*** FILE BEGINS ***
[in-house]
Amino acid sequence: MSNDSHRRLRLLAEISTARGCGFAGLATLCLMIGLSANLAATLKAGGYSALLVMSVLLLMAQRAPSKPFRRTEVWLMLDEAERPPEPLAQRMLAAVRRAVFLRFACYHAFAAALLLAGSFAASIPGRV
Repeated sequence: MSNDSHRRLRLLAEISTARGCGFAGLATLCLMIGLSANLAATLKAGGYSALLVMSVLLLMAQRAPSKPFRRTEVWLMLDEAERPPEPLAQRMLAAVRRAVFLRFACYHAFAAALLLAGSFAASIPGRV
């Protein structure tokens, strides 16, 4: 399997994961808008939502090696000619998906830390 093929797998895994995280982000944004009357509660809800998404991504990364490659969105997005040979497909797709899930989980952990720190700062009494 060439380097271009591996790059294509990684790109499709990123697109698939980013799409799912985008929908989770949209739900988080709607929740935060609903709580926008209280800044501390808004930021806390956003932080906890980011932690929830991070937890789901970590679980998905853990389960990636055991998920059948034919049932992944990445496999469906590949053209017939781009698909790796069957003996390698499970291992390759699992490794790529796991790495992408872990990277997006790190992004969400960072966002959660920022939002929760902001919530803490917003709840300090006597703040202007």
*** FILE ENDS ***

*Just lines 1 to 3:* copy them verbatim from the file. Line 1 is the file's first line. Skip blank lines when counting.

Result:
[in-house]
Amino acid sequence: MSNDSHRRLRLLAEISTARGCGFAGLATLCLMIGLSANLAATLKAGGYSALLVMSVLLLMAQRAPSKPFRRTEVWLMLDEAERPPEPLAQRMLAAVRRAVFLRFACYHAFAAALLLAGSFAASIPGRV
Repeated sequence: MSNDSHRRLRLLAEISTARGCGFAGLATLCLMIGLSANLAATLKAGGYSALLVMSVLLLMAQRAPSKPFRRTEVWLMLDEAERPPEPLAQRMLAAVRRAVFLRFACYHAFAAALLLAGSFAASIPGRV